Sony has apologised for a security breach that compromised millions of users, and said it could not rule out the possibility that credit card information was stolen.
Sony executives bowed in apology and said the company would begin restoring its shut-down PlayStation Network and Qriocity online services in the next week as it moved to improve security after the breach hit 77 million accounts.
"This criminal act against our network had a significant impact not only on our consumers, but our entire industry," said Sony executive deputy president Kazuo Hirai.
"These illegal attacks obviously highlight the widespread problem with cyber security. We take the security of our consumers' information very seriously and are committed to helping our consumers protect their personal data."
The electronics giant held an unusual Sunday news conference on the breach, which was feared to have involved the theft of details on 10 million registered credit cards and which Hirai said was carried out "by a skilled intruder".
"We do not have clear evidence but we also cannot rule out the possibility of credit card data theft," Hirai told reporters on Sunday. "We have to regain the trust and confidence of our users."
The breach is a blow for Sony as it focuses on pushing its content such as games and music through hardware platforms such as game consoles, smartphones and tablet computers amid competition from Apple's iTunes and App store.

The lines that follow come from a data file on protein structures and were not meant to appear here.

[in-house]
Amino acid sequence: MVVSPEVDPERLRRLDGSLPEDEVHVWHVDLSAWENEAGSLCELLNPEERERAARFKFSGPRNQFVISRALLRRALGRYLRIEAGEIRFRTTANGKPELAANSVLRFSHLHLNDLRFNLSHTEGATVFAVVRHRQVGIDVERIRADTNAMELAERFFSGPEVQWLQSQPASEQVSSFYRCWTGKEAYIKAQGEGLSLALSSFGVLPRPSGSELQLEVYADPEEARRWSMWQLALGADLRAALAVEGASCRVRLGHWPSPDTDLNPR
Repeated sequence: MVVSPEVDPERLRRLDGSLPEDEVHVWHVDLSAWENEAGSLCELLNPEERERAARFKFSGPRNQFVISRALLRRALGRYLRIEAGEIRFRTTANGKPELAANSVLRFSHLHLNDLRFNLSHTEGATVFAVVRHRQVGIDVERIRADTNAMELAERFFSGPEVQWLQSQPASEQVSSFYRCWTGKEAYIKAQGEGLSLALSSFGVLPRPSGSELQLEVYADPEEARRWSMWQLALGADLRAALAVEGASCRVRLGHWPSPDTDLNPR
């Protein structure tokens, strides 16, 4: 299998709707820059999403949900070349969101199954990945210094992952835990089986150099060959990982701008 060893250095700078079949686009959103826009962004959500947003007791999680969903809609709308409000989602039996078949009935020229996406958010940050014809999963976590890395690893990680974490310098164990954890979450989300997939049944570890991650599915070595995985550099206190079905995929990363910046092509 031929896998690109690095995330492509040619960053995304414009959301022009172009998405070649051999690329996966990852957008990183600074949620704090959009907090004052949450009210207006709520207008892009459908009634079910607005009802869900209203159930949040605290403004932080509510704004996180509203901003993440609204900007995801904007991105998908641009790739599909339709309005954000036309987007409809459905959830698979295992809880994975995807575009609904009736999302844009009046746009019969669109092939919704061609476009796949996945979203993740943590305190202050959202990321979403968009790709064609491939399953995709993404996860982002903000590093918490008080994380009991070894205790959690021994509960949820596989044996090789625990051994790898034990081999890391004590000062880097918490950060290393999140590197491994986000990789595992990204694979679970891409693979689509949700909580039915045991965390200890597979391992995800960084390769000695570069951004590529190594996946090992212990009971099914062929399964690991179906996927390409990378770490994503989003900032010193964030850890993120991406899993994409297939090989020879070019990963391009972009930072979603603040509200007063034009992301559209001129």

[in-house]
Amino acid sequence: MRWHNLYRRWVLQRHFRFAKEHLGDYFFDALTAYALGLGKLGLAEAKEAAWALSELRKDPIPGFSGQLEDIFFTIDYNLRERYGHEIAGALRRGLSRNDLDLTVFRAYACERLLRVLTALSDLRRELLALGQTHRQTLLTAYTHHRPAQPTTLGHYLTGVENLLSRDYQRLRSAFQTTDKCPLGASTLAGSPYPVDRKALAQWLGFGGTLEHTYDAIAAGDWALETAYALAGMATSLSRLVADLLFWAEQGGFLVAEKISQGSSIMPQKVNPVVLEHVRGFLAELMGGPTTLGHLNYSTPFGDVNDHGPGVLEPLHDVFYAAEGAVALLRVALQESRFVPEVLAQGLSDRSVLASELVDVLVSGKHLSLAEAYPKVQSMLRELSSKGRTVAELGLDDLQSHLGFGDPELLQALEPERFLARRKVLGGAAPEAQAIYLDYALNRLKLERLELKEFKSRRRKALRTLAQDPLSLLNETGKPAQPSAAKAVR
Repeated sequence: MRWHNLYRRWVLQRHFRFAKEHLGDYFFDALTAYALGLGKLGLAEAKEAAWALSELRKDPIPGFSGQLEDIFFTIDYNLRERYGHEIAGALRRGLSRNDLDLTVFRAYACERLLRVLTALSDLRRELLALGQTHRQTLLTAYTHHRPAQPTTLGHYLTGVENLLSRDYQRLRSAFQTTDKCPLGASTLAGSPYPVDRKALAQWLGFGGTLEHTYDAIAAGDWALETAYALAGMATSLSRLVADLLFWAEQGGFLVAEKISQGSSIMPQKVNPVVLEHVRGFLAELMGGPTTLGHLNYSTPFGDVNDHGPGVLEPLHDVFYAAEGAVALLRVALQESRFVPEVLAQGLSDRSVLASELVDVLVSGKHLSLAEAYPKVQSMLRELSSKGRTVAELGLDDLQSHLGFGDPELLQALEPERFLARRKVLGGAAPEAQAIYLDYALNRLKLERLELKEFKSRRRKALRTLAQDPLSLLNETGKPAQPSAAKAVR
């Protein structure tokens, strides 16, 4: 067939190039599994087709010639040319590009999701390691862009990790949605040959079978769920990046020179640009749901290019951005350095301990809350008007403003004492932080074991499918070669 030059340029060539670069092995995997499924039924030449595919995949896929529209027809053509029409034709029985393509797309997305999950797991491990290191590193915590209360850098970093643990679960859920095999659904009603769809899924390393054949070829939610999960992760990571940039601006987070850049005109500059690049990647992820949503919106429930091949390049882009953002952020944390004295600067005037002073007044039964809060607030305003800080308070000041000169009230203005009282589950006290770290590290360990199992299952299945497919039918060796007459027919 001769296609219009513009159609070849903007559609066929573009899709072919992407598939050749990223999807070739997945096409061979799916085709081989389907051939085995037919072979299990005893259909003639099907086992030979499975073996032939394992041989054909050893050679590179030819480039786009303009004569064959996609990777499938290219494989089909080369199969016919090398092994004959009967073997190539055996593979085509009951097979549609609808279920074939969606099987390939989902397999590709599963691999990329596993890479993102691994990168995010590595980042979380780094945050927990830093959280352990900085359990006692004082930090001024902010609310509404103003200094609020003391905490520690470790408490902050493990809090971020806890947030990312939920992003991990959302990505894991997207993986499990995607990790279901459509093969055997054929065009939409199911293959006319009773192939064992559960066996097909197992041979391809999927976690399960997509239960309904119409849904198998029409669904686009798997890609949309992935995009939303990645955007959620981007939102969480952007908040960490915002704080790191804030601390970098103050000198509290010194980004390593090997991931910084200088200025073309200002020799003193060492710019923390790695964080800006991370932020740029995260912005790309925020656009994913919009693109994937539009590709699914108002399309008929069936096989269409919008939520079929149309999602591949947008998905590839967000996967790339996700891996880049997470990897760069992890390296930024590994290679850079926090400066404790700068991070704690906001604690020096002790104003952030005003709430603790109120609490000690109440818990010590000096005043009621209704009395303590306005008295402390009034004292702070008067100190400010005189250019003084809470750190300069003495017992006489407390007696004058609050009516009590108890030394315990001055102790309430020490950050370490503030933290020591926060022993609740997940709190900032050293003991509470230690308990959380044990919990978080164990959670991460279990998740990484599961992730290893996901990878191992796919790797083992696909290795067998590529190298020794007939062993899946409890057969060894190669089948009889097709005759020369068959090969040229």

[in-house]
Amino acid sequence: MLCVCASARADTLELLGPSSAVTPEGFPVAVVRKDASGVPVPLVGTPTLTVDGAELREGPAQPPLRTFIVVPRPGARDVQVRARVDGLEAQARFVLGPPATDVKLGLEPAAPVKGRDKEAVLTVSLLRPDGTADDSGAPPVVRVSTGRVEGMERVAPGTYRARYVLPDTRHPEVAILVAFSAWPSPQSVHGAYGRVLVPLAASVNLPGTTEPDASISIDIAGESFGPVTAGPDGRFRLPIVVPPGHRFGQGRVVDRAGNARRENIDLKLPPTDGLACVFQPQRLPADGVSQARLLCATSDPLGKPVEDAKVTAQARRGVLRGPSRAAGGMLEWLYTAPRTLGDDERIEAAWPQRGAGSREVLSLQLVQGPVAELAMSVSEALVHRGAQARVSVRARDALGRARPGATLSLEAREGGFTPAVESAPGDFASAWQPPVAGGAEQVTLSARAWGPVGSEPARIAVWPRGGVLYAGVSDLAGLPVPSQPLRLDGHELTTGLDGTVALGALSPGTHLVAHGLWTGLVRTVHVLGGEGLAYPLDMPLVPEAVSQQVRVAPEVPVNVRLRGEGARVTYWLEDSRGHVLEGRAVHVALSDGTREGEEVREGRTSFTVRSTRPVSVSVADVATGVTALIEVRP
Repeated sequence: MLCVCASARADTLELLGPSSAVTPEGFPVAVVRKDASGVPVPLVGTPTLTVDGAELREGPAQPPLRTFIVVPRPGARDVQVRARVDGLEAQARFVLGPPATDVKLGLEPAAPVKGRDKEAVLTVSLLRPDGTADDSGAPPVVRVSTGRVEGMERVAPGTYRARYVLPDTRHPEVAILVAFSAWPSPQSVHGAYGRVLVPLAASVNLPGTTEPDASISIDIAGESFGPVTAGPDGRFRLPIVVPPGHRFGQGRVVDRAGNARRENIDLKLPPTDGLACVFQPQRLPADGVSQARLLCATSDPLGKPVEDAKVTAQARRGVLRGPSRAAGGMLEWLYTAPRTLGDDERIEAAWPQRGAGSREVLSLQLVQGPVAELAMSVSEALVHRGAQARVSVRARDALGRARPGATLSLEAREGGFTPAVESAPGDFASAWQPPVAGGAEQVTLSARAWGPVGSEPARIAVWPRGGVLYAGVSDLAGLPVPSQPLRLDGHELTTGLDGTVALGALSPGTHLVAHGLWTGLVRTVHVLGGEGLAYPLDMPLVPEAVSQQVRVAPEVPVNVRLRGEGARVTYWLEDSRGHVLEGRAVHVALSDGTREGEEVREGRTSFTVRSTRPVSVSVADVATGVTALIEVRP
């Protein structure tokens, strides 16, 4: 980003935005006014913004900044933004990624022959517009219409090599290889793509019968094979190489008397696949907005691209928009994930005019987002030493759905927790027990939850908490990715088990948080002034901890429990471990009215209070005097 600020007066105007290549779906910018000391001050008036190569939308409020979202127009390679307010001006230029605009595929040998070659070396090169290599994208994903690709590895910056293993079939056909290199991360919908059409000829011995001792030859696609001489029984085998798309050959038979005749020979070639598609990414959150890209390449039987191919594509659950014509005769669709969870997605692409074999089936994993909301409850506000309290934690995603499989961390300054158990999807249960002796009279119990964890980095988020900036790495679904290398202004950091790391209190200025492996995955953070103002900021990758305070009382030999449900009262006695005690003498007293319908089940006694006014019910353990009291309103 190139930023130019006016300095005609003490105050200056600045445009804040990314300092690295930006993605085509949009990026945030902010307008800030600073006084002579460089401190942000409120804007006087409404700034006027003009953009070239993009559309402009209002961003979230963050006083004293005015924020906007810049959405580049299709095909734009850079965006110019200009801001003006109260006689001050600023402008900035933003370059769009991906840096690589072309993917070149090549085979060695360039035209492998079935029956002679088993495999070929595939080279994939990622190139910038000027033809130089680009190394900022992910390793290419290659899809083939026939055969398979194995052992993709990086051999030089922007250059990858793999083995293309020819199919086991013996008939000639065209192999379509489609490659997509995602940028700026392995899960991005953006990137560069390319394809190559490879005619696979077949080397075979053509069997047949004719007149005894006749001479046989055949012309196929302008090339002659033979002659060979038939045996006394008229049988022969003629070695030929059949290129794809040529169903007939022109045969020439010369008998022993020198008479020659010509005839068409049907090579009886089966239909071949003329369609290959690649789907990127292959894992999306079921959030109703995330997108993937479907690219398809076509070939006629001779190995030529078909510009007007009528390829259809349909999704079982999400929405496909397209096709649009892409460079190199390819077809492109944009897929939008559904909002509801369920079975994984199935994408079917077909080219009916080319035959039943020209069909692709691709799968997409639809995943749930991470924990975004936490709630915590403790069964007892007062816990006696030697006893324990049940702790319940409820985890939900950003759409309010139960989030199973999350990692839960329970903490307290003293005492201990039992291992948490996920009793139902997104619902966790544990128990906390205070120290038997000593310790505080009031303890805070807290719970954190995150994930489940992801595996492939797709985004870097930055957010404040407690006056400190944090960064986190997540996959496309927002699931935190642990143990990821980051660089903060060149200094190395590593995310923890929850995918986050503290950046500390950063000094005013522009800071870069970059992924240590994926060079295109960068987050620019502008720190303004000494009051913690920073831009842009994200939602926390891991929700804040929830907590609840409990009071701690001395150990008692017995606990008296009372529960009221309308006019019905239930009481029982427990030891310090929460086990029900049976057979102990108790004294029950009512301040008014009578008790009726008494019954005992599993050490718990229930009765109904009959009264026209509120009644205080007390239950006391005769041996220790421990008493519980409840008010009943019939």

The Playstation Network system was launched in 2006 allowing gamers to compete online, stream movies and access other services via the internet.
Along with the Qriocity streaming music service, it was shut down on April 20 following the breach and has remained offline as the company upgrades security and works with US Federal Bureau of Investigation.
The United States, Britain, Australia and Hong Kong are investigating the theft of personal data which Sony says includes names, gender, addresses, email addresses, birthdays and login passwords for the PlayStation network and Qriocity networks.
By way of compensation, Sony said it would offer customers free downloads and 30 days free premium membership periods for eligible customers. It added it would "support" the process of reissuing customers with new credit cards.
Users have been asked to change their passwords, and are recommended by Sony to "review account statements and to monitor credit card purchase history to protect against possible identity theft or other financial loss".
Sony added it would also create a new security officer position, boost monitoring to help defend against any new attacks, and offer enhanced levels of data protection and encryption.
The company said it discovered the breach between April 17 and 19 and shut down the network on April 20, but has faced criticism for not disclosing it until a week later.
Sony is being sued in a US court by gamers who have accused it of being negligent and breaching its contracts with PlayStation Network users.
Analysts say Sony, already reeling from the impact on production of Japan's March 11 earthquake, faces costs in beefing up security and compensating consumers. Its shares fell more than eight per cent in Tokyo trade last week.
The breach is also the latest test for Hirai, a longtime executive credited with expanding the firm's PlayStation Network system.
The day after Hirai was named as the frontrunner to succeed CEO Howard Stringer, Japan was hit by the 9.0 magnitude quake and tsunami, forcing Sony to shut some plants due to supply problems.
Hirai said Sony could not yet say how the security breach will impact on its financial performance, but stressed that the "network strategy is one of Sony's most important initiatives".